Cow Udders: Caring For Dairy Cattle Teats 2018
How our cow teat scrubbers help boost your herd’s productivity.
The health of your cow udders will directly affect the volume and quality of milk produced by a dairy herd in the UK and can have a huge impact on the profitability of the farm. There are many factors that can cause an increase or decrease in productivity, some of which are very difficult for farmers to control. Hygiene for cow udders, however, is well within your power to control and can dramatically increase the profitability of your herd. Good hygiene, particularly when it comes to the teats and udders, not only ensures good welfare standards, which encourage higher milk yields but also reduces the risk of incurring costs such as a programme of antibiotics or financial penalties for low-quality milk.
It is unsurprising that advances in technology have been applied to help overcome the many challenges in keeping dairy cows’ teats clean prior to milking. Some of the latest systems to hit the market have contributed to faster milking, reduced levels of infection, higher milk quality, reduced use of antibiotics and elimination of the use of consumables such as medicated wipes and paper towels during the process of milking.
How is cow teat health compromised?
There are a huge number of ways that your cow udders and teats can be negatively affected by the environment and the cleaning regime they are subjected to. Infectious disease lurks in the environment; for example, Escherichia coli (E. coli) is often found in the slurry, and very easily transfers from being present in the environment to causing infection in open teat canals during or shortly after milking. Once established, the infection can be transferred from teat to teat or even cow to cow, affecting the majority of the herd within a short time period.
Mastitis is the most common infection that affects dairy cow udders and is estimated to cost the UK dairy industry over £200 million a year ( While infected, cows may experience discomfort and pain to the extent that they cannot be milked from the most affected teats, and the milk that is produced is lower quality, attracting financial penalties.
Infections are easily passed along during the milking process. Even with the utmost care, manual cleaning techniques are subject to human error, and sharing equipment between infected and healthy livestock is a risk that most dairy farmers have to take.
Why is cow udder hygiene important for productivity?
Good hygiene in dairy cows is crucial for productivity for a number of reasons. Infections can reduce milk quality; for example, mastitis is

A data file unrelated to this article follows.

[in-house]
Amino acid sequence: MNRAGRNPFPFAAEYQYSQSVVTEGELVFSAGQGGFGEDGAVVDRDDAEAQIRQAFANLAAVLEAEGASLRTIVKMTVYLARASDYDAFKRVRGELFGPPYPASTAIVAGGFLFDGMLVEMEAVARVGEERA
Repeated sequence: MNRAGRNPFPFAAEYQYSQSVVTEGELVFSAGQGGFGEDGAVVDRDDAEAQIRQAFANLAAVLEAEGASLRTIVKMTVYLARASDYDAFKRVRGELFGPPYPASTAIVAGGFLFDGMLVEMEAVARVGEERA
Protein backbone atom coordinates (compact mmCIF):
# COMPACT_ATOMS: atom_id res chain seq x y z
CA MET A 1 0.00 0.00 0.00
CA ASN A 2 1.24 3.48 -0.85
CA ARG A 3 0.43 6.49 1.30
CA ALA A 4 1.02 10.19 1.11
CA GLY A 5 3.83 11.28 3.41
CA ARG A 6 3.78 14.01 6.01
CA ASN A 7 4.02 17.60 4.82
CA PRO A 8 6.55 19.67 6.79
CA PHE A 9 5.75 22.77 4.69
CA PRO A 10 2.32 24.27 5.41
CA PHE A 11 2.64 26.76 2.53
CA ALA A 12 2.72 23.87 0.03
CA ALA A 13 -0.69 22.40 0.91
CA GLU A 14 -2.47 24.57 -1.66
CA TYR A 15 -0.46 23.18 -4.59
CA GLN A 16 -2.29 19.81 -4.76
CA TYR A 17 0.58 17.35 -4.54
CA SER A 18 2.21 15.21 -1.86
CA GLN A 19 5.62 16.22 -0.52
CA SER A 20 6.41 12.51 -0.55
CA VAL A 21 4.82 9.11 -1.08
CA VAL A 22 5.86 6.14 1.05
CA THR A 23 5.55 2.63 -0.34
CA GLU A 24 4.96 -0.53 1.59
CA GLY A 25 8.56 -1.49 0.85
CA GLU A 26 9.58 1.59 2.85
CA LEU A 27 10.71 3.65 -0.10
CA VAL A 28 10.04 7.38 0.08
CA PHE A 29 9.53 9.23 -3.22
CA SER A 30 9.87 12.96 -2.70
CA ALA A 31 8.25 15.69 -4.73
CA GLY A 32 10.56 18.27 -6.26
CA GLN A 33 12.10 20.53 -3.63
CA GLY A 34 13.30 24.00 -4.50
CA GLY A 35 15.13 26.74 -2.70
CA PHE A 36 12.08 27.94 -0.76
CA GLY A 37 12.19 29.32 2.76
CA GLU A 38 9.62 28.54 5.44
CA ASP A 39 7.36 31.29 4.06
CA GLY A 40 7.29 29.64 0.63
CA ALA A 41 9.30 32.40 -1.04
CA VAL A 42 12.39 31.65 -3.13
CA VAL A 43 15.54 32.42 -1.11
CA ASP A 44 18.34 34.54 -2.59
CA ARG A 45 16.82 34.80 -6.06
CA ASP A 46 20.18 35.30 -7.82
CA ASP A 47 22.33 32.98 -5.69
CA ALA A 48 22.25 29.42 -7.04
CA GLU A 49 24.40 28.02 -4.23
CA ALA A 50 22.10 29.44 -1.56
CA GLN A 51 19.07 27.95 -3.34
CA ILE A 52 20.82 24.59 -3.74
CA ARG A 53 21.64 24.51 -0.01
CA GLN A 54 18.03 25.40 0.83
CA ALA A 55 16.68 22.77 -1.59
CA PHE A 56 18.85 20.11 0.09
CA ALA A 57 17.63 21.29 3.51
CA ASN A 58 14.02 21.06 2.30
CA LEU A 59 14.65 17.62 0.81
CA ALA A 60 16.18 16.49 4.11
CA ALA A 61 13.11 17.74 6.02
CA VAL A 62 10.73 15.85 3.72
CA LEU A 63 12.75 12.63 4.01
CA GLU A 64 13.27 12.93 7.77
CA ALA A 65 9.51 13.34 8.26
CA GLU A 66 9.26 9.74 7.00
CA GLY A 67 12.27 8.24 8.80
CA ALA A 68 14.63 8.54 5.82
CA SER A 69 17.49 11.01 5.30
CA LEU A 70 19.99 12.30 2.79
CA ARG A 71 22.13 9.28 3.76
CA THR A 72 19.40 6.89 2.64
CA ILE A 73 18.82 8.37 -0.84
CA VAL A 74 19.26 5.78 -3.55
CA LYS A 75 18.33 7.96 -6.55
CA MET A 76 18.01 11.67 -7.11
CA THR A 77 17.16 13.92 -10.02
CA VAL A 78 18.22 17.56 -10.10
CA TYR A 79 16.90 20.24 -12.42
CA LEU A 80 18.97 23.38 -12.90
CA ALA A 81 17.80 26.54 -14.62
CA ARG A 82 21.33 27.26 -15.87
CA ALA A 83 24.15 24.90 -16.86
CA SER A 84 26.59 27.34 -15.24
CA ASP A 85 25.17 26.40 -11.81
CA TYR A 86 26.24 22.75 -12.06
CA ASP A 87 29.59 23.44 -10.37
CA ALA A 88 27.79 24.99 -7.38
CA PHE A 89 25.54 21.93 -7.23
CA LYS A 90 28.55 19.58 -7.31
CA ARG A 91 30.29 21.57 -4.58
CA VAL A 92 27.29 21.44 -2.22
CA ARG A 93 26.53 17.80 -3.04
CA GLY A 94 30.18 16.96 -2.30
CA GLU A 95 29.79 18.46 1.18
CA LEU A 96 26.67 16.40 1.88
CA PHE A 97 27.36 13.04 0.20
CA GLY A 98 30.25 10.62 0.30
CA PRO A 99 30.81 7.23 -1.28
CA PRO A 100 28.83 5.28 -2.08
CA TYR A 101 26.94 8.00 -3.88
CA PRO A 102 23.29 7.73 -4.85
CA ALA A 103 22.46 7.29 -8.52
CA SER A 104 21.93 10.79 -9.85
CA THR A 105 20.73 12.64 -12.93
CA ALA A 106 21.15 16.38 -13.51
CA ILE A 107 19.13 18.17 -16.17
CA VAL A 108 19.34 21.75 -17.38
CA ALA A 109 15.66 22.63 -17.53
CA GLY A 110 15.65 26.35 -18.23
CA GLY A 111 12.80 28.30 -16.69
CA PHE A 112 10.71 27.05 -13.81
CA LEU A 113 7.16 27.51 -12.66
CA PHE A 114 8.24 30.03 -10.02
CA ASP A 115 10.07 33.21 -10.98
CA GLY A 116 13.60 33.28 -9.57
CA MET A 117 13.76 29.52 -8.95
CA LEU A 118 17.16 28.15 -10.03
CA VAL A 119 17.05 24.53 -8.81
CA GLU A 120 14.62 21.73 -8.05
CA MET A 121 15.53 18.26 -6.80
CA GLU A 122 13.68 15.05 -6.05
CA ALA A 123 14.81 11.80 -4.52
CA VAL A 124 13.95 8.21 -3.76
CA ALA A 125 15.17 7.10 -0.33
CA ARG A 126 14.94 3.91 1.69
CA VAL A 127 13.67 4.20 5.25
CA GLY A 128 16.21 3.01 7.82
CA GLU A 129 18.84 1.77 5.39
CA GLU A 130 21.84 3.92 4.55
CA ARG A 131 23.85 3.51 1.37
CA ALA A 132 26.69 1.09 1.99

detected by measuring the somatic cell count (SCC), or a number of body cells (mostly white blood cells and epithelial cells) in the milk. A high SCC indicates infection and has implications for how the milk can be stored and used, which in turn affects its value. Particularly high SCC values attract financial penalties, and the highest values result in the milk being deemed unfit for human consumption.
Mastitis also damages milk-producing tissue in the udder and causes discomfort and pain in the cow, which can cause slower milk let-down, longer milking time and reduced overall yield. Treatment with antibiotics increases the amount of money spent per animal, and the infection can easily spread to other cows. Hygienic teat management is the primary recommendation in advisory documents about the prevention of mastitis.
What are the options for improving cow udder health?
Traditional methods for cleansing teats before milking are low-tech and labour intensive, involving the use of consumables such as medicated wipes and towels.
The latest technology available to help solve the challenge of hygiene is found in teat preparation systems, which combine all of the steps of traditional teat cleansing in one device, with the added benefits of reduced use of consumables and no need for the operator to get their hands dirty by working directly with unclean teats and disposing of soiled materials. This new way of preparing dairy cow teats provides the dairy industry with unparalleled value for money by reducing infections and increasing efficiency.
How does a cow teat preparation system work, and what are the benefits?
One such system, the award-winning Teat Sanicleanse System, uses three rotating brushes in a handheld system to wash, disinfect, dry and stimulate the teats in around 10 seconds per cow. The top two brushes wash and massage the external surfaces and base of the udders, while the third sanitises the tops of the teats. It is suspended from a stainless-steel wire above head height, running the full length of the parlour. By washing the cow udders and eliminating the first few drops of milk, the system removes a broad spectrum of disease-causing bacteria. A warm water brush massage stimulates the production of Oxytocin, encouraging rapid milk let-down and a shorter milking time per cow.
This also improves the milk quality both in the short term, by minimising non-milk particles entering the milking system, and long-term by reducing instances of mastitis and therefore lowering the SCC of the milk. Fewer infections and the maintenance of clean hands of whoever is performing the milking also prevent infections spreading from one animal to the next. Additionally, it can be used in conjunction with the ‘brush flush’ system, also by Northern Dairy, which adds a small amount of peracetic acid onto the brush to eliminate cross-contamination.
The system accommodates all teat lengths, including shorter heifer teats. The chemical used in the system leads to healthier animals and softer cow udders and teats. Reduction in somatic cell count and incidences of mastitis in cows increases milk quality and animal welfare. It has been shown to control a wide range of infectious bacteria found in dairy cow herds.